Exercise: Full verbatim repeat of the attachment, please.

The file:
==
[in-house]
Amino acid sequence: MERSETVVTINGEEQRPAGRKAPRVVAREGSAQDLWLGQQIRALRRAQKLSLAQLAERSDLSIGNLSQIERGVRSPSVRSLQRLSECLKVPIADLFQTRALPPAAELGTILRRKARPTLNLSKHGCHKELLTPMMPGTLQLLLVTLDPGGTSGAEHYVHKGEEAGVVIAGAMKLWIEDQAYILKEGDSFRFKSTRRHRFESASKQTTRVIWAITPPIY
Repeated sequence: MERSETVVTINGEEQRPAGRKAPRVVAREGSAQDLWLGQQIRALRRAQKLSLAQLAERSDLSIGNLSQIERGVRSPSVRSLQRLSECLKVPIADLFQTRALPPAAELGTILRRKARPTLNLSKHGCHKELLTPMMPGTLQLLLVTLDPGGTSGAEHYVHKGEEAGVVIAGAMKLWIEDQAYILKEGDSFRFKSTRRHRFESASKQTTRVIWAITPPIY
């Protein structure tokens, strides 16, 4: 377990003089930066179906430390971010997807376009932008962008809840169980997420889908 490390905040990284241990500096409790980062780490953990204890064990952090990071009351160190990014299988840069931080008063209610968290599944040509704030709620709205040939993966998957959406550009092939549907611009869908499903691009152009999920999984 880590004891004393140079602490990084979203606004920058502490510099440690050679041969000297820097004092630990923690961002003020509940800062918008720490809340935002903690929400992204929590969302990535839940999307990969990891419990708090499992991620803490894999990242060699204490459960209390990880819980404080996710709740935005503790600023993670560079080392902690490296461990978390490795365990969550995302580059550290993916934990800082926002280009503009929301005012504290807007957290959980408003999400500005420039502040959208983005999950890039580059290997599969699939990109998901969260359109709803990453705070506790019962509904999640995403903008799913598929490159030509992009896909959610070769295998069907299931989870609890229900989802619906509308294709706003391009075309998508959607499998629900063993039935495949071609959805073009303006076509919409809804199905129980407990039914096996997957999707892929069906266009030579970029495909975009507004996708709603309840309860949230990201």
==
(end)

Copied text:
[in-house]
Amino acid sequence: MERSETVVTINGEEQRPAGRKAPRVVAREGSAQDLWLGQQIRALRRAQKLSLAQLAERSDLSIGNLSQIERGVRSPSVRSLQRLSECLKVPIADLFQTRALPPAAELGTILRRKARPTLNLSKHGCHKELLTPMMPGTLQLLLVTLDPGGTSGAEHYVHKGEEAGVVIAGAMKLWIEDQAYILKEGDSFRFKSTRRHRFESASKQTTRVIWAITPPIY
Repeated sequence: MERSETVVTINGEEQRPAGRKAPRVVAREGSAQDLWLGQQIRALRRAQKLSLAQLAERSDLSIGNLSQIERGVRSPSVRSLQRLSECLKVPIADLFQTRALPPAAELGTILRRKARPTLNLSKHGCHKELLTPMMPGTLQLLLVTLDPGGTSGAEHYVHKGEEAGVVIAGAMKLWIEDQAYILKEGDSFRFKSTRRHRFESASKQTTRVIWAITPPIY
């Protein structure tokens, strides 16, 4: 377990003089930066179906430390971010997807376009932008962008809840169980997420889908 490390905040990284241990500096409790980062780490953990204890064990952090990071009351160190990014299988840069931080008063209610968290599944040509704030709620709205040939993966998957959406550009092939549907611009869908499903691009152009999920999984 880590004891004393140079602490990084979203606004920058502490510099440690050679041969000297820097004092630990923690961002003020509940800062918008720490809340935002903690929400992204929590969302990535839940999307990969990891419990708090499992991620803490894999990242060699204490459960209390990880819980404080996710709740935005503790600023993670560079080392902690490296461990978390490795365990969550995302580059550290993916934990800082926002280009503009929301005012504290807007957290959980408003999400500005420039502040959208983005999950890039580059290997599969699939990109998901969260359109709803990453705070506790019962509904999640995403903008799913598929490159030509992009896909959610070769295998069907299931989870609890229900989802619906509308294709706003391009075309998508959607499998629900063993039935495949071609959805073009303006076509919409809804199905129980407990039914096996997957999707892929069906266009030579970029495909975009507004996708709603309840309860949230990201």